CP: What's the client base for you?
JR: For the most part, we see more interest from smaller biotech companies. We also tend to fit in as a niche CRO for some of the larger companies, because we have capabilities that larger CROs don't have.

CP: Can you get much of that large pharma business, or would it involve changing the structure and scale of what you do well?
JR: We have the infrastructure for our large pharma clients and compete for studies with large CROs.  However it's not our goal to be a large CRO.  For instance, while there are few other CROs able to provide viral challenge capabilities, SGS, as a partner, can further help in their vaccine development by a more complete service offering.

On the Laboratory Services side of the business, clients can benefit from a range of expertise from one provider. From the SGS M-Scan sites within the network, clients can obtain full protein characterization, glycosylation analysis, and determination of higher order structures. SGS Vitrology can perform virology testing, adventitious agent and mycoplasma testing services to ensure that vaccines are free of contaminants.

Furthermore, within our SGS-owned laboratory network, SGS also offers bioanalysis along with the range of assays I previously mentioned. Additionally, we expanded a department within our bioanalytical lab in Poitiers, France with immunoassay capabilities by adding equipment and bringing in high-level experts in that area. That site also has a Biosafety Level 2 suite, which only one other site in Europe has.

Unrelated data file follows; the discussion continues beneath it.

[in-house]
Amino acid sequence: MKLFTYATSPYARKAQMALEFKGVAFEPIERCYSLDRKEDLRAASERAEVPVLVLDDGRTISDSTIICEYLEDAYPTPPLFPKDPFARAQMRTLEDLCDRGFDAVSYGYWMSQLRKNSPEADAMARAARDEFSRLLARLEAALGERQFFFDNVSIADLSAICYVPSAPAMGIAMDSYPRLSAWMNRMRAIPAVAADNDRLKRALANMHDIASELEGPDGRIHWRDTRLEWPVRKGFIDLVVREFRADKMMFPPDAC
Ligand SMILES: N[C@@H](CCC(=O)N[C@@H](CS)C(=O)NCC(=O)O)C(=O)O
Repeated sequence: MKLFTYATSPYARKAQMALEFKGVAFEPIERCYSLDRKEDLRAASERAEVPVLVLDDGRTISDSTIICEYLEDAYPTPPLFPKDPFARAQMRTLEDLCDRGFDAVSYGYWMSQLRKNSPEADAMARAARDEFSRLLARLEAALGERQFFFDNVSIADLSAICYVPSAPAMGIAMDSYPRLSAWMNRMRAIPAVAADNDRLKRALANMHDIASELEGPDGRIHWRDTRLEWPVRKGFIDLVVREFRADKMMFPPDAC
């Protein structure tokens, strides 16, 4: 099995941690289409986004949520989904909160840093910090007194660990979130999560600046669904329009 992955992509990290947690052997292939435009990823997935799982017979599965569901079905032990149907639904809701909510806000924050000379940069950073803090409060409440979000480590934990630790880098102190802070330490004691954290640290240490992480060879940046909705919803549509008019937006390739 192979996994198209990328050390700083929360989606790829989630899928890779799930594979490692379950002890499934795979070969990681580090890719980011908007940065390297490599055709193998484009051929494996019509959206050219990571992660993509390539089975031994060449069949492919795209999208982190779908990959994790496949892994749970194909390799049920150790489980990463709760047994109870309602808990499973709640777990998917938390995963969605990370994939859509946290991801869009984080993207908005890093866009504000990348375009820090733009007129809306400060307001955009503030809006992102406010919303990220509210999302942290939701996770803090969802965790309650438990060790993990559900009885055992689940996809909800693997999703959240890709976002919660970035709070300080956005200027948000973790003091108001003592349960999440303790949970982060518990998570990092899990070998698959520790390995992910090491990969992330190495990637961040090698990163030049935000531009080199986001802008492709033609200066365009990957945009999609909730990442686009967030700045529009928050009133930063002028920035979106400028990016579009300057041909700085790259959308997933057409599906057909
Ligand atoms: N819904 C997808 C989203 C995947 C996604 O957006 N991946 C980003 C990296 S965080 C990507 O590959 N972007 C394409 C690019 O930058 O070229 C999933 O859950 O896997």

By adding certain services like this, we can put together a unique set of solutions for an early-phase approach. This gives clients more clarity as to whether candidate vaccines should proceed in development or not. This combination can help expedite timelines for clients in the early stages of product development.

CP: How important is the vaccine market to SGS?
JR: We're focusing on this because of its potential. From a market point of view, it's quite small right now. According to data from the WHO in 2010, vaccines represent 2% to 3% of pharmaceutical market. Although small, it has a very good growth rate — 10% to 15% — compared to 5% to 7% for the overall pharma market. That's a pretty compelling story.

In addition, it’s definitely an SGS focus, fitting perfectly into our analytical and clinical capabilities. By understanding the market, we can build a complete service offering to meet client needs for vaccines. Based on this approach, vaccines (like biosimilars) are a strategic segment for us. Very few companies can address the market in the same way.

Biographical Note
Jeff Ryel has 17 years of experience in Clinical Research. He joined SGS in 2004 as a project manager and currently serves as project director for Infectious Diseases. Prior to SGS, Mr. Ryel worked at Human Genome Sciences in Washington, DC and Pfizer Pharmaceuticals in La Jolla, CA. He received a Bachelor of Science in Nursing from George Mason University in Fairfax, VA and is a licensed Registered Nurse.


Gil Roth has been the editor of Contract Pharma since its debut in 1999.